A longtime plan to extend the Forest Preserve District’s Rock Run Greenway Trail south to Route 6 and beyond is coming closer to fruition as the City of Joliet moves forward with its Houbolt/Hollywood Road extension project.
An intergovernmental agreement approved by both the Forest Preserve District’s Board of Commissioners and the City Council will extend the Rock Run Greenway Trail along Hollywood Road while also providing the City of Joliet with the floodwater and stormwater compensation area needed for water displaced by the road project.
“The City of Joliet and the Forest Preserve have always worked well together on trail projects,” said Ralph Schultz, the Forest Preserve District’s chief operating officer. “Joliet officials recognize the importance and the value of bicycle trails throughout the city. We’re linking open spaces, neighborhoods and other public agencies – including the library, YMCA and Joliet Junior College – with this trail. And it’s a viable transportation alternative for people who bike, walk or run.”
The two governmental entities also have collaborated on the DuPage River Trail and the Joliet Junction Trail. “Time and again we’ve come together to extend and improve the bike trail system in the city, and this is another example of that,” Schultz said.
The Rock Run Greenway Trail travels 11.24 miles south from Crest Hill through Joliet.
The intergovernmental agreement calls for the city to build a 10-foot-wide, 425-foot-long trail extension from Lower Rock Run Preserve’s entrance on Hollywood Road north to the state’s I&M Canal Trailhead. And the city will perform earthwork needed for a future multiuse trail on Forest Preserve property. The new trail segment would stretch approximately 1,000 feet from the preserve entrance south to Route 6.
The city also has plans to build a path from just north of the Interstate 80 ramps (where the paved Rock Run Greenway Trail ends now and switches to sidewalk or road shoulder) south to the I&M Canal Trail as part of a new diverging diamond interchange that will be constructed. This work is not part of the intergovernmental agreement, but it will also enhance the trail corridor by making it safer, Schultz explained.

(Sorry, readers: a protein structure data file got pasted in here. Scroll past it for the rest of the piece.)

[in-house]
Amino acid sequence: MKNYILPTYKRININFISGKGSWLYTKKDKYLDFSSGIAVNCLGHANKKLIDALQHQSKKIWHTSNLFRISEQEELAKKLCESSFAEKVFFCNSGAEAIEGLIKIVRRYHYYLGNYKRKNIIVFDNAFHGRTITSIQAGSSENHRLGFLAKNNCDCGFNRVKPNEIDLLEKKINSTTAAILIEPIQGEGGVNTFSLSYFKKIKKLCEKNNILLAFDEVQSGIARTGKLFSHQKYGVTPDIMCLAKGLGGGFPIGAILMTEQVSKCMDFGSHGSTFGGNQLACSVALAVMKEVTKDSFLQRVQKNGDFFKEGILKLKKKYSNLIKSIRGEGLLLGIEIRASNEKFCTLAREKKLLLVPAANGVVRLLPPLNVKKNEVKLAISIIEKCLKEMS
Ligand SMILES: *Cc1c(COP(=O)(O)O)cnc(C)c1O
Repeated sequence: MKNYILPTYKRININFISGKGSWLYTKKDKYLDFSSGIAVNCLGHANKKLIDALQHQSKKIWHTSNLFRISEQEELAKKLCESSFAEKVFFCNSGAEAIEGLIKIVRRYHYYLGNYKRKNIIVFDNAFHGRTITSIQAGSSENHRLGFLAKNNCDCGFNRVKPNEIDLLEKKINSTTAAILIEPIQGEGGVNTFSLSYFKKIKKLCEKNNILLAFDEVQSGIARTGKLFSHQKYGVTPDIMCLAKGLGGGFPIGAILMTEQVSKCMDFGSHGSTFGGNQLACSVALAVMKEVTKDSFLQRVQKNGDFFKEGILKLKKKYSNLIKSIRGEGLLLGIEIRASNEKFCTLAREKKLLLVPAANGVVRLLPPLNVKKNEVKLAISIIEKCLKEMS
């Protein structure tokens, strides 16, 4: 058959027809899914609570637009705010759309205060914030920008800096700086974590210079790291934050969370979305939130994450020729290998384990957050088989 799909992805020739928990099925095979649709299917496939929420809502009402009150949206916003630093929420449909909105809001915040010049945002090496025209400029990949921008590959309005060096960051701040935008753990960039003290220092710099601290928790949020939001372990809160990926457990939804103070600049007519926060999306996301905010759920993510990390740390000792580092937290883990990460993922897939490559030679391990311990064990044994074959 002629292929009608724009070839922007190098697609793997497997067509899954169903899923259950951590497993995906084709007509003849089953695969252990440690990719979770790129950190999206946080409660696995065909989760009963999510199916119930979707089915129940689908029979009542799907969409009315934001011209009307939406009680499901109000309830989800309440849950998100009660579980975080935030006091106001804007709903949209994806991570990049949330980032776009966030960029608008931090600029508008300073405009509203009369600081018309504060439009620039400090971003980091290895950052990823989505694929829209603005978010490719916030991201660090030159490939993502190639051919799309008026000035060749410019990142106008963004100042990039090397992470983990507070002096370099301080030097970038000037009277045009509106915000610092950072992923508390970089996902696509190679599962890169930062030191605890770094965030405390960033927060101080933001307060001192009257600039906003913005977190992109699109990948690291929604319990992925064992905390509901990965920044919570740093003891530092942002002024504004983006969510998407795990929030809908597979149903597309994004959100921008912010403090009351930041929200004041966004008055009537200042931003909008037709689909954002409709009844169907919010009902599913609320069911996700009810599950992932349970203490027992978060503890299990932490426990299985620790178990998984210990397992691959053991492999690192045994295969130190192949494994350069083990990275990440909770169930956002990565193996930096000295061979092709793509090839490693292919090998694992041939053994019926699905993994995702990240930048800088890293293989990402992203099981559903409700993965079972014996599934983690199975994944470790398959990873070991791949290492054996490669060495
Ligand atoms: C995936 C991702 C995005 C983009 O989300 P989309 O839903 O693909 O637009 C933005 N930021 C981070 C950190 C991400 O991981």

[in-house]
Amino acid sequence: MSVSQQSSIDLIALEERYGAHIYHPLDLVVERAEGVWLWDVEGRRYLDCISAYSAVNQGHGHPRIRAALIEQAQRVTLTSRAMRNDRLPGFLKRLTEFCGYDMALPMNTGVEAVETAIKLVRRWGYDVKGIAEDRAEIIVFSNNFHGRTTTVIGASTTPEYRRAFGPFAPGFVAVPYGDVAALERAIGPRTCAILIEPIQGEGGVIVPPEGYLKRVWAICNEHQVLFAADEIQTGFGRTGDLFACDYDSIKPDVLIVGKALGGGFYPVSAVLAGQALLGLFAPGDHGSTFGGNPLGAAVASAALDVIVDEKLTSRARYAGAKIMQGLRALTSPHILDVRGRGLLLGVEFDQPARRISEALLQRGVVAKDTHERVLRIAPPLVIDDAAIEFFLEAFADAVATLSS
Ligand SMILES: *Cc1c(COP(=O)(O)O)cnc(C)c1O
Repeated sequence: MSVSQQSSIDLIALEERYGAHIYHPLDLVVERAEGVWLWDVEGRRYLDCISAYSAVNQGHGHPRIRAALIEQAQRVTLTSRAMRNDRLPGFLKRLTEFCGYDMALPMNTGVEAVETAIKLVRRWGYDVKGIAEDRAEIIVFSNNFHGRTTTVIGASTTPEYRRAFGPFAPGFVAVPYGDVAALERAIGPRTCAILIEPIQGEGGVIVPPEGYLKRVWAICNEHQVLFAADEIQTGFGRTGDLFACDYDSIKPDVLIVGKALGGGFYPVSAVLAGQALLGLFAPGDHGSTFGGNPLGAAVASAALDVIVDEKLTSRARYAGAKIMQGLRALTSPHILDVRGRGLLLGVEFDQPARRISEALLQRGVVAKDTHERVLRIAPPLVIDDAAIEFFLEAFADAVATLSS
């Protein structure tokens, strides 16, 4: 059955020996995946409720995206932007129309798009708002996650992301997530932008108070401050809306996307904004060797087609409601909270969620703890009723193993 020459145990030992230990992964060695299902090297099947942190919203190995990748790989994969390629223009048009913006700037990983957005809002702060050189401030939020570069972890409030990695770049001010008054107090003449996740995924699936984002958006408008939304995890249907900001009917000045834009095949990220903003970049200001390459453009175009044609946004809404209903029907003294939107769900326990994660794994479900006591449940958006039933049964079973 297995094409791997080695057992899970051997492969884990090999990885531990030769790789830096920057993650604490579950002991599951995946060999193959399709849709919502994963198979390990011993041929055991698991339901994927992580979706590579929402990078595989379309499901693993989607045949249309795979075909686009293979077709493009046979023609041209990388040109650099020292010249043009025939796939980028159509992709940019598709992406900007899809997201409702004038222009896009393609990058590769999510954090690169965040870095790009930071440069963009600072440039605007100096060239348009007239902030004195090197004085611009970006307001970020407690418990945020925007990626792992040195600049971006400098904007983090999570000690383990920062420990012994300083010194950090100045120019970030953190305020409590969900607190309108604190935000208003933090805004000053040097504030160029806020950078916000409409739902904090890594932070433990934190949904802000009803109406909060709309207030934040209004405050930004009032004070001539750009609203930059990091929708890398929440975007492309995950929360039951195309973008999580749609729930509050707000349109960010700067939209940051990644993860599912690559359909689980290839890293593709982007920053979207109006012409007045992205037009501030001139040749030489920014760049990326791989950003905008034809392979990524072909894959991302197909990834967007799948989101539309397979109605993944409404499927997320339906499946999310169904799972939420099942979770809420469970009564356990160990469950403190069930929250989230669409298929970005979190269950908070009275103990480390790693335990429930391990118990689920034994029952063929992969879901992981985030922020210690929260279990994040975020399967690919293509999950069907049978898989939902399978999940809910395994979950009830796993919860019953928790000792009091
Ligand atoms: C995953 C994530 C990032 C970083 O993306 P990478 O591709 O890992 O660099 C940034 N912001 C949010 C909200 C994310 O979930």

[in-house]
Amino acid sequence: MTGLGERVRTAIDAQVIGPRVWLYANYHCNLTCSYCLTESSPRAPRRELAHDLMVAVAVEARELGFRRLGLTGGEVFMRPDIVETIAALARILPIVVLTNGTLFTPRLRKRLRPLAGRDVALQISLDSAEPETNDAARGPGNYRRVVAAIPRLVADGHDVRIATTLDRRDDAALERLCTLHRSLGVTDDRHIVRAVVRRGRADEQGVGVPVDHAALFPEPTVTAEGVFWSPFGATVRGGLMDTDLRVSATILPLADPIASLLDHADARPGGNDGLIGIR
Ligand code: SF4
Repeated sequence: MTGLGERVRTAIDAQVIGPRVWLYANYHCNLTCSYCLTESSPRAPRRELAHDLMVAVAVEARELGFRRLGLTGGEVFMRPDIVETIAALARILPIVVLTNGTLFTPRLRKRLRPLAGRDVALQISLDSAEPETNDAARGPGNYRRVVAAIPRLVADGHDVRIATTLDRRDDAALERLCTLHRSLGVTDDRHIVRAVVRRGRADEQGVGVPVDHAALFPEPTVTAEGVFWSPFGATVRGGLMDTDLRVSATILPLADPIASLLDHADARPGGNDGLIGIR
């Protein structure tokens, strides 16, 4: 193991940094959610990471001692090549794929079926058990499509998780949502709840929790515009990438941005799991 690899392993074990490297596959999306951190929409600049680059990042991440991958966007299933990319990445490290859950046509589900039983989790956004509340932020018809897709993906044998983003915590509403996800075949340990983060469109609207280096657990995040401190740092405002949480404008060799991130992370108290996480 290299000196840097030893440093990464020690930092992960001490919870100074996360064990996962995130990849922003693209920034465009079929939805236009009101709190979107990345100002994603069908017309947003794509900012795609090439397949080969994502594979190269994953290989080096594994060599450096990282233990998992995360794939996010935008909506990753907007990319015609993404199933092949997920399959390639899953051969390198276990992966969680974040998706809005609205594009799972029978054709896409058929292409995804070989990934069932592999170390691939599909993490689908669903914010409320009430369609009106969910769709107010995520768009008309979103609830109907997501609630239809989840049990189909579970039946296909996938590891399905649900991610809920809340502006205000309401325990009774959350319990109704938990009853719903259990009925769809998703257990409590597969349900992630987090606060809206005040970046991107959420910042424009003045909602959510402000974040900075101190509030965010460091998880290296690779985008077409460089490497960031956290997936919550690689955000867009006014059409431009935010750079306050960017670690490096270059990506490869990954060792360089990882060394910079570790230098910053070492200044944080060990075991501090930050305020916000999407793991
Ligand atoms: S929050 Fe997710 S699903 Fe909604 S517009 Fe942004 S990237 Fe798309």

In exchange for the trail work detailed in the agreement, the Forest Preserve will allow floodwater and stormwater generated by the road project to be released into approximately an acre of Lower Rock Run Preserve. The water compensation plan requires the city to pay for the creation of a 13-acre habitat management unit that will be maintained in perpetuity by the District.
“The water will have a place to go, but the habitat area will be designed in a natural way,” Schultz said. “And we will be able to remove invasive species, plant native species and increase the biodiversity of the preserve as a result.”
Water compensation fees would normally total $197,317. But the Forest Preserve has agreed to waive $50,458 in fees for the trail extension services the city will provide as well as a credit for city water service at District sites, including Hammel Woods Dog Park. The $146,859 in fees that will be collected will be used for the restoration work at Lower Rock Run Preserve.
Joliet’s work on Houbolt/Hollywood Road is all part of the city’s larger collaboration with the state, Will County and CenterPoint Properties to extend Houbolt/Hollywood Road south across the Des Plaines River to Schweitzer Road. According to the city, the project will provide an alternative access to the CenterPoint Joliet and Elwood intermodal facilities. The project also is designed to reduce congestion on local and state routes and to promote public safety.
There are plans to include a path for pedestrians and bicyclists in both the new diverging diamond interchange under I-80 and the bridge across the Des Plaines River, which will give the Forest Preserve an opportunity to extend the Rock Run Greenway Trail south and east to the U.S. Forest Service’s 20,283-acre Midewin National Tallgrass Prairie at some point in the future.